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James Fallows is a national correspondent for The Atlantic and has written for the magazine since the late 1970s. He has reported extensively from outside the United States and once worked as President Carter's chief speechwriter. His latest book is China Airborne. More

James Fallows is based in Washington as a national correspondent for The Atlantic. He has worked for the magazine for nearly 30 years and in that time has also lived in Seattle, Berkeley, Austin, Tokyo, Kuala Lumpur, Shanghai, and Beijing. He was raised in Redlands, California, received his undergraduate degree in American history and literature from Harvard, and received a graduate degree in economics from Oxford as a Rhodes scholar. In addition to working for The Atlantic, he has spent two years as chief White House speechwriter for Jimmy Carter, two years as the editor of US News & World Report, and six months as a program designer at Microsoft. He is an instrument-rated private pilot. He is also now the chair in U.S. media at the U.S. Studies Centre at the University of Sydney, in Australia.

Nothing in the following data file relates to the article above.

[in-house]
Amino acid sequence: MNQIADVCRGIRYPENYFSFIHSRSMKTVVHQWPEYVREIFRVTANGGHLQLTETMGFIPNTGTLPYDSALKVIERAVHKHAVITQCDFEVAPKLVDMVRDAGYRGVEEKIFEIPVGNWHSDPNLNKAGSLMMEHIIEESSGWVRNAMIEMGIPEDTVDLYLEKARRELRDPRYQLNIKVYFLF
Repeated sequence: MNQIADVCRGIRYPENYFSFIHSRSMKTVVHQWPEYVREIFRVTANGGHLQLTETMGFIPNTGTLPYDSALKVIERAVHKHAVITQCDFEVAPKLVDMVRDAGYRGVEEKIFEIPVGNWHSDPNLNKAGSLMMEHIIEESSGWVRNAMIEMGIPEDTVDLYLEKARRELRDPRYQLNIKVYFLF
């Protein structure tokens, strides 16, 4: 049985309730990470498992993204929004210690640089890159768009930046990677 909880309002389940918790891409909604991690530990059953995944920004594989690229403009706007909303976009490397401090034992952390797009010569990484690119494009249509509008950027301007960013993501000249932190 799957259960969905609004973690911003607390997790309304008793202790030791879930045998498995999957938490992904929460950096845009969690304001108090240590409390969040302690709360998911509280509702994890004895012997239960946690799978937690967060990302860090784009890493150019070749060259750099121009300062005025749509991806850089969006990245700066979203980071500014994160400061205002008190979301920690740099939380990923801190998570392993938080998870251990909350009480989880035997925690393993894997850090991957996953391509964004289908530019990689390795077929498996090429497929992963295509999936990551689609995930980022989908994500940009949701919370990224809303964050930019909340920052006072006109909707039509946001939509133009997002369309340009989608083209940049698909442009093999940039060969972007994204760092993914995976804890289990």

Fallows has been a finalist for the National Magazine Award five times and has won once; he has also won the American Book Award for nonfiction and a N.Y. Emmy award for the documentary series Doing Business in China. He was the founding chairman of the New America Foundation. His recent books Blind Into Baghdad (2006) and Postcards From Tomorrow Square (2009) are based on his writings for The Atlantic. His latest book is China Airborne. He is married to Deborah Fallows, author of the recent book Dreaming in Chinese. They have two married sons.

Fallows welcomes and frequently quotes from reader mail sent via the "Email" button below. Unless you specify otherwise, we consider any incoming mail available for possible quotation -- but not with the sender's real name unless you explicitly state that it may be used. If you are wondering why Fallows does not use a "Comments" field below his posts, please see previous explanations here and here.